Dell Mixes Business with Pleasure

Annual revenue of $38.2 billion apparently isn’t enough for Austin, TX-based Dell. The computer manufacturing/marketing giant is branching out into consumer electronics. In September it introduced a line of roughly 30 home-electronics products, including high-definition TVs, gaming systems, and software.

“The reason we’re expanding is really because consumers are asking for these types of products, and Dell is in a unique position to leverage existing infrastructure to build products and ship them out to them to meet needs,” says Mark Oldani, director of marketing for Dell’s U.S. consumer business. Oldani points to the company’s line of wireless handheld products as an example of the PC-integrated merchandising typical of Dell’s foray into consumer electronics.

Another new business for Dell is its Dell Music Store, which also launched in September. Users can download one track or album at a time straight to a PC; the music can be listened to on the Dell DJ, a hard-drive-based MP3 player.

Dell launched microsites specifically for its Dell Music Store and home electronics products. And in late October it mailed a 32-page Dell Beyond catalog with the tagline “PC gear, home entertainment and much more.”

But Dell isn’t renting lists specifically geared toward consumer prospects, Oldani says. “We’ll continue to refine the mailing list over time, but there are no plans to carve out a separate list, because the PC is at the center of the digital home,” he explains. “We really believe [all of our products] work together, and our plan is to continue to merchandise in that way.”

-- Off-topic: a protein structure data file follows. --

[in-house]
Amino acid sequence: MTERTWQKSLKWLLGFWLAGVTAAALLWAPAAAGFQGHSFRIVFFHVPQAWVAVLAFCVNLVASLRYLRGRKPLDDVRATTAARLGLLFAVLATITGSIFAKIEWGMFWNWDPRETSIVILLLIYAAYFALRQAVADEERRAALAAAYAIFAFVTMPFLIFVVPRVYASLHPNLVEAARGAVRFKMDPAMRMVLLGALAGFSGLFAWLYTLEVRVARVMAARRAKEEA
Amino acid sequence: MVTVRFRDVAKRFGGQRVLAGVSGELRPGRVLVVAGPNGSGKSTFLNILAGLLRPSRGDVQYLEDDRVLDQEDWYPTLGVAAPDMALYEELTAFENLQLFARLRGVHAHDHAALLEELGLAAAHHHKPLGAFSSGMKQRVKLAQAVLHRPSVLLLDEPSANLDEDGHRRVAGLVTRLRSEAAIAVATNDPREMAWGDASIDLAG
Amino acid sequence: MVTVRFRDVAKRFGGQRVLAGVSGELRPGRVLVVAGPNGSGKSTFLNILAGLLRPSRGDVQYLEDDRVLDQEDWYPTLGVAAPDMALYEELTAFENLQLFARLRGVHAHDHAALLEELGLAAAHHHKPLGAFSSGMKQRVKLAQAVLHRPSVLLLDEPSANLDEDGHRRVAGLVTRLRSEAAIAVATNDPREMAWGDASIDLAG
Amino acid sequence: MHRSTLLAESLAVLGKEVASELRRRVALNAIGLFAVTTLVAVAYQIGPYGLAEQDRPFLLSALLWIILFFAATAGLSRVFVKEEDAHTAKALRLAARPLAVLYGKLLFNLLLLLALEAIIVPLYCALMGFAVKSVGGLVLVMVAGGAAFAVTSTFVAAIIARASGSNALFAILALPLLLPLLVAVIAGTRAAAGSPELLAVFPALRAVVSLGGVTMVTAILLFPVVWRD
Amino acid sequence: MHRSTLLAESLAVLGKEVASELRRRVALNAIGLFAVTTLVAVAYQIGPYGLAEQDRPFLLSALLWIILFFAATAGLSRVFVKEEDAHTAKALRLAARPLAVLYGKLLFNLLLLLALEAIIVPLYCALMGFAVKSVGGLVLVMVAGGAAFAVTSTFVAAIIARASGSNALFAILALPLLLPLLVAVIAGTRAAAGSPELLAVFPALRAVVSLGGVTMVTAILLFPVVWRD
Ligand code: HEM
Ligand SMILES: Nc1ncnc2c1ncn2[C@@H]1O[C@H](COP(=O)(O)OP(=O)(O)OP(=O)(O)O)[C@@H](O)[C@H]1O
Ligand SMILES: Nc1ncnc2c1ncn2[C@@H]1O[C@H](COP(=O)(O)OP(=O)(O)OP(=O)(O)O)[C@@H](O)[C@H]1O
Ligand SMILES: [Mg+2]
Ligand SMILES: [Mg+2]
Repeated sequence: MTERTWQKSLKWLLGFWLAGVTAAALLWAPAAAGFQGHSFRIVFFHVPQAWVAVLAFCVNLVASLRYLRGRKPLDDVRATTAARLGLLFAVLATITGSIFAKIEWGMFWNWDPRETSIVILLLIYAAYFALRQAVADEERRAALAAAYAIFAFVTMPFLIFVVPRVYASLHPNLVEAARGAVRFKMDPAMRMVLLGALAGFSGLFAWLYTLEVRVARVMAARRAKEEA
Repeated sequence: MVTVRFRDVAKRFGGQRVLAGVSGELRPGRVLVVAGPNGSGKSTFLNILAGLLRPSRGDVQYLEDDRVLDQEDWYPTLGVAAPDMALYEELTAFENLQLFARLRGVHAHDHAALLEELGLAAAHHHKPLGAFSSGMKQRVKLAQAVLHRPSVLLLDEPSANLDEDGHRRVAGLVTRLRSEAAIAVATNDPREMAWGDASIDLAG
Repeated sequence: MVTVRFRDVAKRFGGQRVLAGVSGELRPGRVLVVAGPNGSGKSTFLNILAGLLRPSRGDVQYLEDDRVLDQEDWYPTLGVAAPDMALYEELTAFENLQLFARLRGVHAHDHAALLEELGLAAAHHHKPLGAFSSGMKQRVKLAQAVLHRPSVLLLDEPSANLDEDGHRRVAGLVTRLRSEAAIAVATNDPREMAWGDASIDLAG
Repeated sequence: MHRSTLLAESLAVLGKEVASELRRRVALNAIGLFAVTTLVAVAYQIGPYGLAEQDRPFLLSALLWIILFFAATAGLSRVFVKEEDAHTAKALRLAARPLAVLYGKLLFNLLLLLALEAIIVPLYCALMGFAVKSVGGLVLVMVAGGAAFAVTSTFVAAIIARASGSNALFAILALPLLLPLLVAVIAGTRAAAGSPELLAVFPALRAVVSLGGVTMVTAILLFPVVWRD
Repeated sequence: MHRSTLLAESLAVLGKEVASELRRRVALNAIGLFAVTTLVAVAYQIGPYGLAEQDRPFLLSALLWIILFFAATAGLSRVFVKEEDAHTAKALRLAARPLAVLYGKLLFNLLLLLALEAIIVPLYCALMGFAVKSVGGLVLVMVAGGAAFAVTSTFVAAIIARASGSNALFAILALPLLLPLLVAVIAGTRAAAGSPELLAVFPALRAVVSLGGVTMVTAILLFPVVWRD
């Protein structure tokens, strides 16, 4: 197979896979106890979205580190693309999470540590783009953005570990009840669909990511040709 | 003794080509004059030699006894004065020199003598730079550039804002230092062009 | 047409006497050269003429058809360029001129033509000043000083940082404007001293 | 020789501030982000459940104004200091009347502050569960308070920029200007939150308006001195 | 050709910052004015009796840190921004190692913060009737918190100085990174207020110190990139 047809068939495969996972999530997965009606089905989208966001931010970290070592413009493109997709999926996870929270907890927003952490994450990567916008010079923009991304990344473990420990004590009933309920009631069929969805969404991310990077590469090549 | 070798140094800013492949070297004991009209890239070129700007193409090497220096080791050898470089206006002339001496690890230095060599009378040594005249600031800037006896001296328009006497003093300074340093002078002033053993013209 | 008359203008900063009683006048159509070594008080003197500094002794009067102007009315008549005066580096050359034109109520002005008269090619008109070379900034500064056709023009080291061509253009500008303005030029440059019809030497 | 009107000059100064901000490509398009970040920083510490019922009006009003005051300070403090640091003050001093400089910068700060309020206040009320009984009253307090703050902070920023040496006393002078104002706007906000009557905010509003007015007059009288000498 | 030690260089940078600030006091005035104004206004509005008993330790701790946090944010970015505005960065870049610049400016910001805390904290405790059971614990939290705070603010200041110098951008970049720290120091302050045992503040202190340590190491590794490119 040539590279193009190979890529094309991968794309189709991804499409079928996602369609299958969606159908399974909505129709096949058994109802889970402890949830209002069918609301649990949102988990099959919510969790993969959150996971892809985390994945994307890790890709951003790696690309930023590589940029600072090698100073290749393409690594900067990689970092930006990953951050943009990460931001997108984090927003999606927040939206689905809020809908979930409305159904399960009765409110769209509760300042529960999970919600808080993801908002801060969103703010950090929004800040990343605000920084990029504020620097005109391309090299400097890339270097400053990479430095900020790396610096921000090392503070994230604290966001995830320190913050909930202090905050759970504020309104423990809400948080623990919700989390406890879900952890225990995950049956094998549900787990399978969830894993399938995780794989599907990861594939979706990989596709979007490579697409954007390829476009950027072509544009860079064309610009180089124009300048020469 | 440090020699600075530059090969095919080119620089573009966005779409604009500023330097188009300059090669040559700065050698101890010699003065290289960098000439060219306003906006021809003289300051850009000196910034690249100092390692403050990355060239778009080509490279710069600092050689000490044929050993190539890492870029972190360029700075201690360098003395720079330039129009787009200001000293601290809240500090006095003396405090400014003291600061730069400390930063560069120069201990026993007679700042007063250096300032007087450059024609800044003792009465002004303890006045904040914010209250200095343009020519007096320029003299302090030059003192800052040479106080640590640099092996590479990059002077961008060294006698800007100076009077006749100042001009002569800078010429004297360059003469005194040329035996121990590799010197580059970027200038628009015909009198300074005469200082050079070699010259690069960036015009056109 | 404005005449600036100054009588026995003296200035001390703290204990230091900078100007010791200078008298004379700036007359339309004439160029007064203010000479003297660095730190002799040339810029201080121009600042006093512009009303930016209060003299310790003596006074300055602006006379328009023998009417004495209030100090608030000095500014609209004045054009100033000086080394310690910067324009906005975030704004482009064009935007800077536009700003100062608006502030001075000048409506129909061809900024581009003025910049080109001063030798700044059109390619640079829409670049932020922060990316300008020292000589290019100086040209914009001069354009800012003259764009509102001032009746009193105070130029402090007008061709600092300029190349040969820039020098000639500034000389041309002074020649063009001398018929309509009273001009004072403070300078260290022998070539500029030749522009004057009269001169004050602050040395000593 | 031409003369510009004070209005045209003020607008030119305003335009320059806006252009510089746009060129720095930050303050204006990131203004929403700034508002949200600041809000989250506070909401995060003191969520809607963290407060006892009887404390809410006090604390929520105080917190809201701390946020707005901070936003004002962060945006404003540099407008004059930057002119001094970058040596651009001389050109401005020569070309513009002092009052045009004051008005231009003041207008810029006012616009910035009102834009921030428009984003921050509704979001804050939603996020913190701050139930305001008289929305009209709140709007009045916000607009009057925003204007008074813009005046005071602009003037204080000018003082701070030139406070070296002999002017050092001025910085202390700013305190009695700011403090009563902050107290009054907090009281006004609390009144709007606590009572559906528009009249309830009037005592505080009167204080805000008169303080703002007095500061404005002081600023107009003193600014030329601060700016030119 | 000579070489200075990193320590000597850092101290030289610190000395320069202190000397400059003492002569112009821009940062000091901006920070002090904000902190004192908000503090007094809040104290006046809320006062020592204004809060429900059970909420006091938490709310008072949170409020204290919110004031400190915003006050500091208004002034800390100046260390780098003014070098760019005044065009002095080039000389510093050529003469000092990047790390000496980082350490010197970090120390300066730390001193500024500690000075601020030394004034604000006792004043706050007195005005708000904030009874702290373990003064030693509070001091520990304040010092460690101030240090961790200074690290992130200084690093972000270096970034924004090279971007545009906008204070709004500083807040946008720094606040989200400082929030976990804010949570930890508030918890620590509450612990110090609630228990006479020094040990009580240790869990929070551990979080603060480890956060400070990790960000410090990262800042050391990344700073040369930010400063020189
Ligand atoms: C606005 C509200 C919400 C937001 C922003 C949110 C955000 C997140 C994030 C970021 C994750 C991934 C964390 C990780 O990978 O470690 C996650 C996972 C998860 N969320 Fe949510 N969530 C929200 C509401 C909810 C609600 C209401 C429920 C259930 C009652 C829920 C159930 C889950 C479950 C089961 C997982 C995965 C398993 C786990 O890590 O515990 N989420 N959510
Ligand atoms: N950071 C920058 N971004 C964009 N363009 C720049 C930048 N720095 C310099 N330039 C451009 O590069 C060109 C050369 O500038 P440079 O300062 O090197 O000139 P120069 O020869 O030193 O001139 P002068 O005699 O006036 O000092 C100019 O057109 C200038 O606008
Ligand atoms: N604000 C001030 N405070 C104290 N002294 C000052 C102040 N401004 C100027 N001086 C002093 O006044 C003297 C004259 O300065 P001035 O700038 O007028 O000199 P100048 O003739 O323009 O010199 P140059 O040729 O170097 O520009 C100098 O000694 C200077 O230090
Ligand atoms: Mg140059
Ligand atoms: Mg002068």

Low risk, high reward

Dell’s product expansion seems to have little potential downside for the company. “Dell never makes strategic decisions without being sure there is a good profitable business in sight,” says Peter Kastner, executive vice president/chief research officer of Boston-based IT market research/positioning services firm Aberdeen Group. “Dell continues to pick up market share in its traditional business. The consumer electronic business is related but even more profitable and can leverage Dell’s brand and online presence.”

Dell isn’t the first computer company to expand into consumer electronics. HP and Gateway, for instance, began offering home electronics earlier this year. Kastner praises Dell, however, for “initially focusing on high-volume products like TVs and MP3 players.”

Dell is clearly serious about its expansion efforts. “Do not overlook the fact that Dell Computer Inc. changed its name to Dell Inc.,” Kastner says. “That’s a direct message from the board of directors that computers are not Dell’s only business anymore.”

That may be good news for consumers and bad news for other consumer electronics marketers. Russ Craig, director of research of semiconductors for Aberdeen Group, says that the entry of Dell into the consumer electronics market will push competitors to lower prices, sometimes to their detriment since most do not have the financial leeway Dell has to offer bargain pricing. “It will bring price points down and hurt the consumer electronic retail chains, putting more pressure on traditional consumer electronic companies,” Craig predicts.

At least one competitor, however, professes not to be concerned. Richard Souder, executive vice president of merchandising for Charlottesville, VA-based consumer electronics cataloger/retailer Crutchfield, says Dell will only be doing now what his company has been doing all along. “We believe their entry into the category will underscore the qualities that have made Crutchfield successful,” says Souder. “Dell will capture sales from other retailers. However, we are confident that our shoppers will continue to support Crutchfield because of our vast product selection and because of the quality service that we have consistently delivered since 1974.”

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